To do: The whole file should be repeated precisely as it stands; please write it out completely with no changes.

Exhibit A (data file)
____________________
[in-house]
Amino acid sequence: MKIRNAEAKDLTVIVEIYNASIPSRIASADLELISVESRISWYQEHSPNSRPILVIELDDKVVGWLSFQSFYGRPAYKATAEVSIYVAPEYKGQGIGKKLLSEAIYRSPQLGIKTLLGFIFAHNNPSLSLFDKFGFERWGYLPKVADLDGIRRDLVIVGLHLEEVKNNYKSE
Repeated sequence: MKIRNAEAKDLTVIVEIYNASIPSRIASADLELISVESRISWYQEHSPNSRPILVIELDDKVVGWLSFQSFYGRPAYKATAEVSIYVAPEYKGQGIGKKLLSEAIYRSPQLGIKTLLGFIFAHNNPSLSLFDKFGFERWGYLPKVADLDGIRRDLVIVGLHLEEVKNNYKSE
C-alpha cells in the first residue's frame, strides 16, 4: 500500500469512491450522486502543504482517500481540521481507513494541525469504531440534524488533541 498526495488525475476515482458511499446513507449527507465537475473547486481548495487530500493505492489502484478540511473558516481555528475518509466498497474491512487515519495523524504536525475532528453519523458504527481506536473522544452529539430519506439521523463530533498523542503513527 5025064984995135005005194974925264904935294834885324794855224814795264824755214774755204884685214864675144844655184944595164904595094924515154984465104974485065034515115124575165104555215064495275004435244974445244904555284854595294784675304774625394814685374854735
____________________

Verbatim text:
[in-house]
Amino acid sequence: MKIRNAEAKDLTVIVEIYNASIPSRIASADLELISVESRISWYQEHSPNSRPILVIELDDKVVGWLSFQSFYGRPAYKATAEVSIYVAPEYKGQGIGKKLLSEAIYRSPQLGIKTLLGFIFAHNNPSLSLFDKFGFERWGYLPKVADLDGIRRDLVIVGLHLEEVKNNYKSE
Repeated sequence: MKIRNAEAKDLTVIVEIYNASIPSRIASADLELISVESRISWYQEHSPNSRPILVIELDDKVVGWLSFQSFYGRPAYKATAEVSIYVAPEYKGQGIGKKLLSEAIYRSPQLGIKTLLGFIFAHNNPSLSLFDKFGFERWGYLPKVADLDGIRRDLVIVGLHLEEVKNNYKSE
C-alpha cells in the first residue's frame, strides 16, 4: 500500500469512491450522486502543504482517500481540521481507513494541525469504531440534524488533541 498526495488525475476515482458511499446513507449527507465537475473547486481548495487530500493505492489502484478540511473558516481555528475518509466498497474491512487515519495523524504536525475532528453519523458504527481506536473522544452529539430519506439521523463530533498523542503513527 5025064984995135005005194974925264904935294834885324794855224814795264824755214774755204884685214864675144844655184944595164904595094924515154984465104974485065034515115124575165104555215064495275004435244974445244904555284854595294784675304774625394814685374854735